Mantis was something that we set out to do indefinitely. We just kept listening to the signs, we kept making music, we even threw out about five or six songs. We started gigging our material before we finished it. Every song went through many, many versions. For example, the version of ‘Goodbye Cruel World’ on the album is the eighth revision.
And that’s why we called it Mantis, cause it was the prophet, it was the seer, it knew something that we didn’t and we just had to keep going until we got that magic answer, that “okay, you’re done!”, which took two years.
So how do you conceptualise an album? And have they all come out as concept albums?
No, not really. Well, New Day: The Love Album was a lifetime of experiences that came together; Light Tribe came from a year on the road, playing lots of dance stages at some of the biggest festivals in the world, and wanting to be able to rock a dance floor. And then Mantis is something that we started without really knowing what it was going to become, but some of the best stories, the best journeys have begun that way, right?
What is the process involved in creating any Shaa’ir and Func album?
I’d have to talk to for like a hundred days. It’s not one thing. It’s Randolph’s practices to always be writing beats and it’s mine to always be writing poems. Sometimes he’ll send me something, which I’ll listen to and that will trigger a memory of something I’ve written, that becomes a song. Sometimes it’s from jamming.
What is your equation with Randolph?
I think Randolph and I complete each other, in a way. We went to The Big Chill music festival in Goa and there was this hippie guy with a really huge book of dates. It had something that governs you, your positive and negative poles and your east and west. And I was literally the moon and he was the sun; whatever was my positive was his negative, and whatever was my east was his west. The guy was shocked, he said, “I’ve never seen two people like this ever in my life…”. I’ve worked with other people and so has he, but there’s no one I’ve ever worked with who brings out my ideas, who I can realise my dreams with, the way that I can with him. And I think he feels the same.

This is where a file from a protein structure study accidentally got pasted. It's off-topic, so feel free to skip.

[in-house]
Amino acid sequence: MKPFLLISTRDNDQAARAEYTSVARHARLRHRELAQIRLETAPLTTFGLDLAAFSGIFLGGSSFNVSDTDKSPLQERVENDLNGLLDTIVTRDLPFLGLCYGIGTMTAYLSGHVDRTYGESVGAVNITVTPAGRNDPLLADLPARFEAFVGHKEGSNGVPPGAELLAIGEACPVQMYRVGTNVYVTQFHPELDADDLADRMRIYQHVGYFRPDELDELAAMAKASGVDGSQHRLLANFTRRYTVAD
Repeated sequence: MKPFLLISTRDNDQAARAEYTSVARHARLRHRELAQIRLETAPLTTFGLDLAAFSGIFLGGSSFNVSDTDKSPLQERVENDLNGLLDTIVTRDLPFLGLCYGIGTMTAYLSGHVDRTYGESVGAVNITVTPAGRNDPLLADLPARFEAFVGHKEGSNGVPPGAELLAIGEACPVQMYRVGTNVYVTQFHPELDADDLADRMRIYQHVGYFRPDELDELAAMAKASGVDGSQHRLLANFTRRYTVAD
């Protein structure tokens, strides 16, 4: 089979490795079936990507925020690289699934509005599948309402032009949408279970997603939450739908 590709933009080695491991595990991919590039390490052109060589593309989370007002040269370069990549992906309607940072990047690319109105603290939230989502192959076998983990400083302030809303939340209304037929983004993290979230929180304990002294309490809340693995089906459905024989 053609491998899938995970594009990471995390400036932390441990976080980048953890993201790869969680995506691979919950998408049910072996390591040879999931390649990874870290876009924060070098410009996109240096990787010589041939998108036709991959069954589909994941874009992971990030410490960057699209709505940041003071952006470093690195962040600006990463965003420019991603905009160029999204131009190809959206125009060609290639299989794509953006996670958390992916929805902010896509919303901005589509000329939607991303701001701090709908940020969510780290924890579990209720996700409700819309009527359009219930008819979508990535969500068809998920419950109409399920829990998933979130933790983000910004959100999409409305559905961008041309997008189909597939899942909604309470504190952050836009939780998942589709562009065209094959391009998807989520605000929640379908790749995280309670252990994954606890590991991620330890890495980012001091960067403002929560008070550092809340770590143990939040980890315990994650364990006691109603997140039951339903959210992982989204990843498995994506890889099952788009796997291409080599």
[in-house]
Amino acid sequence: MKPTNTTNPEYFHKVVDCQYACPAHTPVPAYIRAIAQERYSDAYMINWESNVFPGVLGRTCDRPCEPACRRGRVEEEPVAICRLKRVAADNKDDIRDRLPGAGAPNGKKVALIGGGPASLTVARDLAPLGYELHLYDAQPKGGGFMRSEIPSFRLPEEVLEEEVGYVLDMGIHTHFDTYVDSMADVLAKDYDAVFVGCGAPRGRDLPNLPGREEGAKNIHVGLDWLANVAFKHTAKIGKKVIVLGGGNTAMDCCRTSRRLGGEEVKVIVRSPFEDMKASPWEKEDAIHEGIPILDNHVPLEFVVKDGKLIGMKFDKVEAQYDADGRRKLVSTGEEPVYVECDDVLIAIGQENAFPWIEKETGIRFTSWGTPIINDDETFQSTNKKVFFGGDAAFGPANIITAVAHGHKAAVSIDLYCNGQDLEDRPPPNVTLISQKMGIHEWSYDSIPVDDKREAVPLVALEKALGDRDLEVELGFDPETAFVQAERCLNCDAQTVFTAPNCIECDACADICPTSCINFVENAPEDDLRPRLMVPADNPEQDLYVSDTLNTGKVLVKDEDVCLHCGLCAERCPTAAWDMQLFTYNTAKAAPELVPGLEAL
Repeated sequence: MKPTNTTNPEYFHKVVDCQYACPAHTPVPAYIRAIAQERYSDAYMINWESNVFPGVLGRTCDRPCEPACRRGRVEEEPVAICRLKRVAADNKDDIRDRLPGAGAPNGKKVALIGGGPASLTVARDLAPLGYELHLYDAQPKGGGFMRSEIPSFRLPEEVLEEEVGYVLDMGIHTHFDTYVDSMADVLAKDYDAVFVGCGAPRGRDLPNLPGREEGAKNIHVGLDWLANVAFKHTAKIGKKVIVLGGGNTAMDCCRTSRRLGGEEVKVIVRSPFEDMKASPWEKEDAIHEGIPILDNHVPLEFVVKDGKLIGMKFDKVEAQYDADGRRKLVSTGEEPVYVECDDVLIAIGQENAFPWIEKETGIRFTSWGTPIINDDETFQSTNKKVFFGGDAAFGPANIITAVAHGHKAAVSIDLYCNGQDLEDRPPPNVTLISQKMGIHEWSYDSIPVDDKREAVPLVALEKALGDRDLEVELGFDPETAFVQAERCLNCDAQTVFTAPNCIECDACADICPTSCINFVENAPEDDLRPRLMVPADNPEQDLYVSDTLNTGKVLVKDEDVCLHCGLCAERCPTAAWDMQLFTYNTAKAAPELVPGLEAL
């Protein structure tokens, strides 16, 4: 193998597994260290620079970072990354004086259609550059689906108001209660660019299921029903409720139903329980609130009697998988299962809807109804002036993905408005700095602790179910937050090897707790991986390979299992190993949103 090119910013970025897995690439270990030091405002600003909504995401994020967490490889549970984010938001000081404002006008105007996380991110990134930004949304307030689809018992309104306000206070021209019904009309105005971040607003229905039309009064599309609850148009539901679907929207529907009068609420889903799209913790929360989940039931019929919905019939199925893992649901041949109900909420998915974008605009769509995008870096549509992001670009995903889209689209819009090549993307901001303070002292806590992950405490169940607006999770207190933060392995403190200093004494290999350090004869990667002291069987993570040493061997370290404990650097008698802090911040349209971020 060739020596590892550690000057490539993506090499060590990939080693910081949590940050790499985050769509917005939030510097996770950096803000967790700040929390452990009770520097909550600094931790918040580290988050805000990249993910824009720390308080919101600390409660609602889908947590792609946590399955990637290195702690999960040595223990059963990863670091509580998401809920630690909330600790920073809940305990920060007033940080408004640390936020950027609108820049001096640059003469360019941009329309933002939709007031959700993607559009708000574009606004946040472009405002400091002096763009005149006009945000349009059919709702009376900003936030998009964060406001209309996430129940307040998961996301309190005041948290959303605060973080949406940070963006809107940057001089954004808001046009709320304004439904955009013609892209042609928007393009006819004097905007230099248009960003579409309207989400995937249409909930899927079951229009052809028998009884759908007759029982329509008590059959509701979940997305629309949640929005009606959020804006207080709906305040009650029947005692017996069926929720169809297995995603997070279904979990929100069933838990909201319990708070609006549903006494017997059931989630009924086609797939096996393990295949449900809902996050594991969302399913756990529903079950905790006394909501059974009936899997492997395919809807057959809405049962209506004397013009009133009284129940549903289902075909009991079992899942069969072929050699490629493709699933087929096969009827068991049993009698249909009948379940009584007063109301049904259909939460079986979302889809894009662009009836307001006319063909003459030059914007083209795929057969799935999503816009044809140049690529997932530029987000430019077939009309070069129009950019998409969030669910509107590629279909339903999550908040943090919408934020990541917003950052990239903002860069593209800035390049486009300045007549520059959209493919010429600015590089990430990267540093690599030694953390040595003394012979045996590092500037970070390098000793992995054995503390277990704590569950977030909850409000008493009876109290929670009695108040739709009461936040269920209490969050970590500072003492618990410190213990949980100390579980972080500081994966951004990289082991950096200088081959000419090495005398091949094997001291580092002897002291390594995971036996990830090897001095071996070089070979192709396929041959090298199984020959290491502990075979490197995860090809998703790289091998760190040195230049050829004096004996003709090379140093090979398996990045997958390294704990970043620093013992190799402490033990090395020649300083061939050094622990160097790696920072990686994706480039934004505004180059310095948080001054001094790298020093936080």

I’d never even touched a computer for production before; I didn’t have any interest in producing, but I can now. I can play guitar if I want to; he gave that to me. Similarly he has no real interest in writing lyrics, but he actually wrote ‘Every Time You’re Around’ and ‘Lord Inside’. And he says that I’m his greatest inspiration, in that he would never otherwise be interested in melody. He came from the school of thought where vocals were really unnecessary. Randolph has seen me through my most formative years, and I’ve seen him through crazy moments in his life. He’s my best friend. There’s no one in the world who will ever be what he is to me. The equation just works, it just does, as long as we don’t interrupt it or try to define it. Honestly speaking, I don’t know if other people could do what we do, but perhaps if they had three album babies like we’ve had, they would understand.
“The most valuable lesson was learning to love music, learning to love my words and my story.” Photograph by Monisha Ajgaonkar.
You said you’re a very emotional person. What keeps you happy these days?
Everything! I’m pretty happy these days, which is really quite exciting. It’s kind of a weird time in my life—I’m actually the happiest I’ve ever been. I get really happy when I’m getting good at something. And I can always tell if I suck.
Perhaps you’re judging yourself too harshly…
No, I’m rubbish at most things, until it’s specifically ‘my thing’ and then I work really hard to get good at it. I’m not one of those people who just wake up and go, “Oh, I’m awesome!” Those people make me want to slap them so hard ’til kingdom come, and I know so many of them. I do a lot because I’m rubbish at most things but I work so hard that I get further fastest. I’m the workhorse: I practise, I struggle hard, and then repeat. And I always remember where I came from. That’s what I bring to every show: ‘My Roots’ is about that in many ways.
Do you think you berate yourself too much?
Yeah, I have a very horrible disease. It’s called self-loathing.
How do you rise above it?
I admit it. I keep admitting it. I write songs about it. I think that most creative people have a good amount of self-loathing inside of them. And why they need to create is to make the world around them and themselves better. It comes from the image of satisfaction that you get from changing your environment, and that’s why we create. ‘Freeze You’, for instance, is about that. It’s about building something so that you can live that fantasy in your mind; creating something that isn’t, because what is isn’t good enough. I don’t know; you’re never done bettering yourself, right?
What does the future hold for you?
For me, it’s definitely about touching more minds, communicating to a larger audience, making a better life, making better art. And I’m really focused on writing that one song that you can play on repeat through an entire day without getting sick of it, before I die.
You can download Mantis for free at this location.